The book begins in the post-9/11 period– hard to believe the 2001 attacks bore beyond an indelible mark, but one that cut so deep it changed the world order to become more fearful than ever. Bergen writes that “a large majority of Americans consider it the most memorable event of their lives, just as an earlier generation was haunted by the assassination of President John F. Kennedy.” This rings true for me, for I remember coming home from elementary school, my parents glued to the TV, calling my aunt who lived in New York City to make sure she was safe. At the time, Binladenism was the dominating Islamic terrorist ideology, which Bergen explains has an ultimate goal of “restoring a Taliban-style caliphate that will stretch across the Muslim world from Indonesia to Morocco. Evil people and nations stand in the way of this dream: the Jews, Israel, the United States, and any Middle Eastern regime that doesn’t follow Taliban-style rule.” Though this vision of a world order may seem unrealistic and unsubstantiated, Binladenism asserts that there are real world events that contributed and built this ideology: America’s support for Israel and U.S. foreign policy decisions in the Muslim world such as in Afghanistan, Iraq, Kuwait, Syria, Libya, Yemen, Pakistan, Palestine, Somalia, etc.. In fact, many of the jihadists cite specific policies at their sentence hearings including CIA drone attacks (which not shockingly, kill many civilians) and U.S. military attacks in their ancestral homelands. These Islamist terrorists do not feel their beliefs and attacks are unfounded and indeed, the United States, Russia, and other European nations have committed numerous atrocities to achieve some semblance of control of these nations.

Essentially a “who’s who” of American jihadists, Bergen explains how various Americans came to commit, ideate or support various jihadist attacks both on U.S. soil and other places in the world. One of the most well-known stories is that of Anwar al-Awlaki, an American born cleric who in 2011 was killed in a U.S. drone strike in Yemen. Others include Carlos Bledsoe, Nidal Hassan, Omar Hammami and Samir Khan. Bergen seeks to distill what the commonalities in their backgrounds are and concludes that for the most part, they aren’t first-generation immigrants who slip through the grasps of American surveillance undetected. Rather they are mostly second-generation American citizens who did not grow up in a radical environment, but instead became receptive to radical ideology through a “cognitive opening,” or moments in time which individuals become receptive/vulnerable/susceptive to different world views and new ideas, usually spurred by a personal crisis.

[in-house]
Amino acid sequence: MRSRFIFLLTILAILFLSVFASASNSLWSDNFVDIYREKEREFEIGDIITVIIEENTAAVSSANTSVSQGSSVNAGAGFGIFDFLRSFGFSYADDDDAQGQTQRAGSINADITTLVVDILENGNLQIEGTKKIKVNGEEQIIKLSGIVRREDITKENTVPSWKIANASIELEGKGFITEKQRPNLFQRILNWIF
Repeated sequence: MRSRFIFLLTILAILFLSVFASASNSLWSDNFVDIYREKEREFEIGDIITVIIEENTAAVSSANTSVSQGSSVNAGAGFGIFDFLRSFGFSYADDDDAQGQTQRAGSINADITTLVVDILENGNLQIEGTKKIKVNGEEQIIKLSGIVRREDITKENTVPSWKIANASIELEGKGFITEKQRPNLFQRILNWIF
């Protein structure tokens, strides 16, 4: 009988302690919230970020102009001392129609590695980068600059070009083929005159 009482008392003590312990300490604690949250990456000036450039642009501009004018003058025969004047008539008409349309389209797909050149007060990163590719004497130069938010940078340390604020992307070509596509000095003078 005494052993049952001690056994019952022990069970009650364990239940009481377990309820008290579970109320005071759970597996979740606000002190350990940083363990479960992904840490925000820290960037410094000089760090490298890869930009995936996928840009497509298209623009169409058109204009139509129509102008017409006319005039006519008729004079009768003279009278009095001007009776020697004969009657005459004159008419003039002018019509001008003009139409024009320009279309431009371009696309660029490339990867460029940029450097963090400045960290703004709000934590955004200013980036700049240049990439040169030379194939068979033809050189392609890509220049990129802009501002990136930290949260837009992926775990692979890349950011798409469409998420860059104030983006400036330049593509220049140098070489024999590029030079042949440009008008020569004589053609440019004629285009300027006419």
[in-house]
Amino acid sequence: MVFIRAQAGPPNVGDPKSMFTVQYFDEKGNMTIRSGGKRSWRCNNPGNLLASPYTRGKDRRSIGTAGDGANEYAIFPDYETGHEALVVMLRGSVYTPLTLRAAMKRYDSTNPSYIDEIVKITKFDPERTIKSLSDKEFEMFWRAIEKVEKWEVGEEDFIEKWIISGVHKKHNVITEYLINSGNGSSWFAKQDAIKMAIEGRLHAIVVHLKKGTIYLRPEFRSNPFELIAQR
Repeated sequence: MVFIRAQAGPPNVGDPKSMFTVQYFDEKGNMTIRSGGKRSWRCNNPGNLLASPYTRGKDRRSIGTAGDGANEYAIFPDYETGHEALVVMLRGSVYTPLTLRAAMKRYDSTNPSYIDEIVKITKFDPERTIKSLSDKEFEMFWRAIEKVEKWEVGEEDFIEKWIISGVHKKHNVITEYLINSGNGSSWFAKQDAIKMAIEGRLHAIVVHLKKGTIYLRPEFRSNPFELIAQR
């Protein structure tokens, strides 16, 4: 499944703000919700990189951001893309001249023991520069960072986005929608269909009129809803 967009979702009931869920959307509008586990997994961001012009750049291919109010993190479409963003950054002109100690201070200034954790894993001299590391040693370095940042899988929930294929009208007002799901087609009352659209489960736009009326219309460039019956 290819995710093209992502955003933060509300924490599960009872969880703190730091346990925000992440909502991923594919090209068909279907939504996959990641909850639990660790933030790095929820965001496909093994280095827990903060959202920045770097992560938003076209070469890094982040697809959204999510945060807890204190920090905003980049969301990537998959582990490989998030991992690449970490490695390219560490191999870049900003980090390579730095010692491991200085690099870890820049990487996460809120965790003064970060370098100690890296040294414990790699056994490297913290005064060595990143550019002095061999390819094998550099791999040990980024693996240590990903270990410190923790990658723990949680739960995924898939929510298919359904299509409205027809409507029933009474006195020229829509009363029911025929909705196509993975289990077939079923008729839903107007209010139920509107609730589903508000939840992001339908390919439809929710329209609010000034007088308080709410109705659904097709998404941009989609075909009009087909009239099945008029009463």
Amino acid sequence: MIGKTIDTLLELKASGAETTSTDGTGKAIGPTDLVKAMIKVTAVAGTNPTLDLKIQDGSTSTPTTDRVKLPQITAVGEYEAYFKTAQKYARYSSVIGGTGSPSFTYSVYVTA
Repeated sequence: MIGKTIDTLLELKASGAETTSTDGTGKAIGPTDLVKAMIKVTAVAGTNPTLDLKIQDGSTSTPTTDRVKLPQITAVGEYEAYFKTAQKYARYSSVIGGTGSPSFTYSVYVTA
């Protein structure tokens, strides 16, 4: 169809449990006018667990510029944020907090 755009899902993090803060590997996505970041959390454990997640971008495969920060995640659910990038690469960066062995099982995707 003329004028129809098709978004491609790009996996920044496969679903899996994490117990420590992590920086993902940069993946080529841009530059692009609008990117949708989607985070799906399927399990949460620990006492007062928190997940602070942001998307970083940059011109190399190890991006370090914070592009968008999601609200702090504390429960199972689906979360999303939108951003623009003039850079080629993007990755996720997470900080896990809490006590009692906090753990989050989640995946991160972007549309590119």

It is astonishing how the mainstream use of the internet and social media has transformed the way terrorist organizations disseminate information and teachings, gain and interact with followers and curate images of what the utopian caliphate looks like. From the terrorist magazine Inspire, which numerous American jihadists learned from, to the use of Twitter by disgruntled people to make disturbing posts, it is not surprising how exposure to extremism on online websites and forums can quickly become an echo chamber and the ensuing radicalization of those with “cognitive openings” can result. No longer do individuals need to stumble across a radical imam giving a lecture in a mosque; instead, a quick Google search may reveals troves of information someone may seek comfort or meaning in. To me, it is shocking how little responsibility internet companies such as Twitter and Youtube take to monitor online content for violent, racist, militant messages and instead, leave the judicial system to make the call. There does exist a perpetual struggle between free speech and public safety, but we can and should agree that violent ideologies are not to be tolerated and should immediately be vehemently rejected.

One of the most compelling passages to me was this:

“Americans have long tended to overestimate the threats posed by jihadists while underestimating the sources of other forms of terrorism, generally defined as any act of violence against civilians motivated by ideology. Since 9/11, extremists affiliated with a variety of far-right-wing credos, including white supremacists, antiabortion extremists, and anti-government militants, have killed around the same number of people in the United States as have extremists motivated by al-Qaeda’s ideology. As we have seen, by the end of 2015, 45 people had been killed in jihadist terrosit attacks in the United States, while right-wing racists and antigovernment militants had killed 48.” 

Bergen reminds us that it isn’t Islamic extremism that is the sole ultimate threat to the United States– it is extremism in any and all forms that will breed hatred and result in violence.